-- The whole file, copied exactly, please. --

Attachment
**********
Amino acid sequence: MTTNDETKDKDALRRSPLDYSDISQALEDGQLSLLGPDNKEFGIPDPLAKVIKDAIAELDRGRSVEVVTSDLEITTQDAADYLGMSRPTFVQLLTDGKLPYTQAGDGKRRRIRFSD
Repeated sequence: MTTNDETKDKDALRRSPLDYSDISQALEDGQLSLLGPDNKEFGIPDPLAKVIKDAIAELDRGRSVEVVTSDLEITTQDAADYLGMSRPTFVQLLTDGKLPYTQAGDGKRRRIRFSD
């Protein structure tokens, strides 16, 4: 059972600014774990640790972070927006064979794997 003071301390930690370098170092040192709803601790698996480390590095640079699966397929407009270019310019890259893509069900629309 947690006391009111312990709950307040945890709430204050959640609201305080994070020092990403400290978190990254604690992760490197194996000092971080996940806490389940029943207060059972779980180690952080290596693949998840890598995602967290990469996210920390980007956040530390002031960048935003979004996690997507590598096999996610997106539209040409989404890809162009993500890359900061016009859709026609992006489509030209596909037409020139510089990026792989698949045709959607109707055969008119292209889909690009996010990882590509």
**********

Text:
Amino acid sequence: MTTNDETKDKDALRRSPLDYSDISQALEDGQLSLLGPDNKEFGIPDPLAKVIKDAIAELDRGRSVEVVTSDLEITTQDAADYLGMSRPTFVQLLTDGKLPYTQAGDGKRRRIRFSD
Repeated sequence: MTTNDETKDKDALRRSPLDYSDISQALEDGQLSLLGPDNKEFGIPDPLAKVIKDAIAELDRGRSVEVVTSDLEITTQDAADYLGMSRPTFVQLLTDGKLPYTQAGDGKRRRIRFSD
């Protein structure tokens, strides 16, 4: 059972600014774990640790972070927006064979794997 003071301390930690370098170092040192709803601790698996480390590095640079699966397929407009270019310019890259893509069900629309 947690006391009111312990709950307040945890709430204050959640609201305080994070020092990403400290978190990254604690992760490197194996000092971080996940806490389940029943207060059972779980180690952080290596693949998840890598995602967290990469996210920390980007956040530390002031960048935003979004996690997507590598096999996610997106539209040409989404890809162009993500890359900061016009859709026609992006489509030209596909037409020139510089990026792989698949045709959607109707055969008119292209889909690009996010990882590509």